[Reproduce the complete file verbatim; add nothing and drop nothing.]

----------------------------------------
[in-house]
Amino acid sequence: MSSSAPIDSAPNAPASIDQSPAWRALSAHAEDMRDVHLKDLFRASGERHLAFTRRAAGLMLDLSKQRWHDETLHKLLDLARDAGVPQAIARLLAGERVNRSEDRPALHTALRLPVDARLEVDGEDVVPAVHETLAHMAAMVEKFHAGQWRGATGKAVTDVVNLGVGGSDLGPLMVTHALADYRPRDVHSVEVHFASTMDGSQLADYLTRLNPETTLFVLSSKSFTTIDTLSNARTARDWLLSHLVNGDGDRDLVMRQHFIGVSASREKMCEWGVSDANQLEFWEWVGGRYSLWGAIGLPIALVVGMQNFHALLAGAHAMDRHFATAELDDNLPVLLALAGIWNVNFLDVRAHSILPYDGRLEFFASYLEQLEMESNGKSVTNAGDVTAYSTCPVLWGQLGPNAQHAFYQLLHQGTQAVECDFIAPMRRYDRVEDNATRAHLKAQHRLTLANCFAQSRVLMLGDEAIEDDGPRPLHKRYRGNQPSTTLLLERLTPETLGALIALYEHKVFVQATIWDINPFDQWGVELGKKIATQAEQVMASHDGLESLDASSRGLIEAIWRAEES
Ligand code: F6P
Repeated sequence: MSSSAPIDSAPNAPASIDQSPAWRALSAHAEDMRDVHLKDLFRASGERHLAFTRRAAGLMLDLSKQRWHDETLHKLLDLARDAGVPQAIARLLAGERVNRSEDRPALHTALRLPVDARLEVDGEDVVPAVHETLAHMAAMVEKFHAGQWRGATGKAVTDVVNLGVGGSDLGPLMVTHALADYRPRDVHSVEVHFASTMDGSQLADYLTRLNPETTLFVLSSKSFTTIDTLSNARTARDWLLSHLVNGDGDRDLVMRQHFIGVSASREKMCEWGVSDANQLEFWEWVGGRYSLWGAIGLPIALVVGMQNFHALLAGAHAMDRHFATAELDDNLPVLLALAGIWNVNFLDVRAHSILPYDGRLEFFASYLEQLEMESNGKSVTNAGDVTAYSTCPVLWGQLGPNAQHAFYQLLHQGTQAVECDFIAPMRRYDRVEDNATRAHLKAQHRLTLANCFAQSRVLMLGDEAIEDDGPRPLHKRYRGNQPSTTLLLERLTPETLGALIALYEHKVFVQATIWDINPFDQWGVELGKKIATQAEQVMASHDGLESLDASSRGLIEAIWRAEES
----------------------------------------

[in-house]
Amino acid sequence: MSSSAPIDSAPNAPASIDQSPAWRALSAHAEDMRDVHLKDLFRASGERHLAFTRRAAGLMLDLSKQRWHDETLHKLLDLARDAGVPQAIARLLAGERVNRSEDRPALHTALRLPVDARLEVDGEDVVPAVHETLAHMAAMVEKFHAGQWRGATGKAVTDVVNLGVGGSDLGPLMVTHALADYRPRDVHSVEVHFASTMDGSQLADYLTRLNPETTLFVLSSKSFTTIDTLSNARTARDWLLSHLVNGDGDRDLVMRQHFIGVSASREKMCEWGVSDANQLEFWEWVGGRYSLWGAIGLPIALVVGMQNFHALLAGAHAMDRHFATAELDDNLPVLLALAGIWNVNFLDVRAHSILPYDGRLEFFASYLEQLEMESNGKSVTNAGDVTAYSTCPVLWGQLGPNAQHAFYQLLHQGTQAVECDFIAPMRRYDRVEDNATRAHLKAQHRLTLANCFAQSRVLMLGDEAIEDDGPRPLHKRYRGNQPSTTLLLERLTPETLGALIALYEHKVFVQATIWDINPFDQWGVELGKKIATQAEQVMASHDGLESLDASSRGLIEAIWRAEES
Ligand code: F6P
Repeated sequence: MSSSAPIDSAPNAPASIDQSPAWRALSAHAEDMRDVHLKDLFRASGERHLAFTRRAAGLMLDLSKQRWHDETLHKLLDLARDAGVPQAIARLLAGERVNRSEDRPALHTALRLPVDARLEVDGEDVVPAVHETLAHMAAMVEKFHAGQWRGATGKAVTDVVNLGVGGSDLGPLMVTHALADYRPRDVHSVEVHFASTMDGSQLADYLTRLNPETTLFVLSSKSFTTIDTLSNARTARDWLLSHLVNGDGDRDLVMRQHFIGVSASREKMCEWGVSDANQLEFWEWVGGRYSLWGAIGLPIALVVGMQNFHALLAGAHAMDRHFATAELDDNLPVLLALAGIWNVNFLDVRAHSILPYDGRLEFFASYLEQLEMESNGKSVTNAGDVTAYSTCPVLWGQLGPNAQHAFYQLLHQGTQAVECDFIAPMRRYDRVEDNATRAHLKAQHRLTLANCFAQSRVLMLGDEAIEDDGPRPLHKRYRGNQPSTTLLLERLTPETLGALIALYEHKVFVQATIWDINPFDQWGVELGKKIATQAEQVMASHDGLESLDASSRGLIEAIWRAEES